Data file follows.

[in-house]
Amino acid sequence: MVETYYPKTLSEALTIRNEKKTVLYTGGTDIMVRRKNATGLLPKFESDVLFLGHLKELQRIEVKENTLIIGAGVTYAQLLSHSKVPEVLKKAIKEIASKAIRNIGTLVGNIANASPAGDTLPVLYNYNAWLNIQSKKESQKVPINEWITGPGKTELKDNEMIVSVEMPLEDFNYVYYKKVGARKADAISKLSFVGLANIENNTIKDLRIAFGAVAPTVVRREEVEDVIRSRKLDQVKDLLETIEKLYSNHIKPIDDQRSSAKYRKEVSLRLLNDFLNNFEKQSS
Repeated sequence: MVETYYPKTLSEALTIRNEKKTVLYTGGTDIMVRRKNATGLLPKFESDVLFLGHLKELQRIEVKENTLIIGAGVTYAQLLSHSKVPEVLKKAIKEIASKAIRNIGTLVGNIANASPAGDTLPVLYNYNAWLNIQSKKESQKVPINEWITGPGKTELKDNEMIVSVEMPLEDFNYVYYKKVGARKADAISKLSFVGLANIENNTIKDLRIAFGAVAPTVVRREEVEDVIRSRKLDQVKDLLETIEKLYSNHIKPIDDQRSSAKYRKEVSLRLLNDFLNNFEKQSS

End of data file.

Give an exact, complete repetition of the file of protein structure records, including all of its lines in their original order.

[in-house]
Amino acid sequence: MVETYYPKTLSEALTIRNEKKTVLYTGGTDIMVRRKNATGLLPKFESDVLFLGHLKELQRIEVKENTLIIGAGVTYAQLLSHSKVPEVLKKAIKEIASKAIRNIGTLVGNIANASPAGDTLPVLYNYNAWLNIQSKKESQKVPINEWITGPGKTELKDNEMIVSVEMPLEDFNYVYYKKVGARKADAISKLSFVGLANIENNTIKDLRIAFGAVAPTVVRREEVEDVIRSRKLDQVKDLLETIEKLYSNHIKPIDDQRSSAKYRKEVSLRLLNDFLNNFEKQSS
Repeated sequence: MVETYYPKTLSEALTIRNEKKTVLYTGGTDIMVRRKNATGLLPKFESDVLFLGHLKELQRIEVKENTLIIGAGVTYAQLLSHSKVPEVLKKAIKEIASKAIRNIGTLVGNIANASPAGDTLPVLYNYNAWLNIQSKKESQKVPINEWITGPGKTELKDNEMIVSVEMPLEDFNYVYYKKVGARKADAISKLSFVGLANIENNTIKDLRIAFGAVAPTVVRREEVEDVIRSRKLDQVKDLLETIEKLYSNHIKPIDDQRSSAKYRKEVSLRLLNDFLNNFEKQSS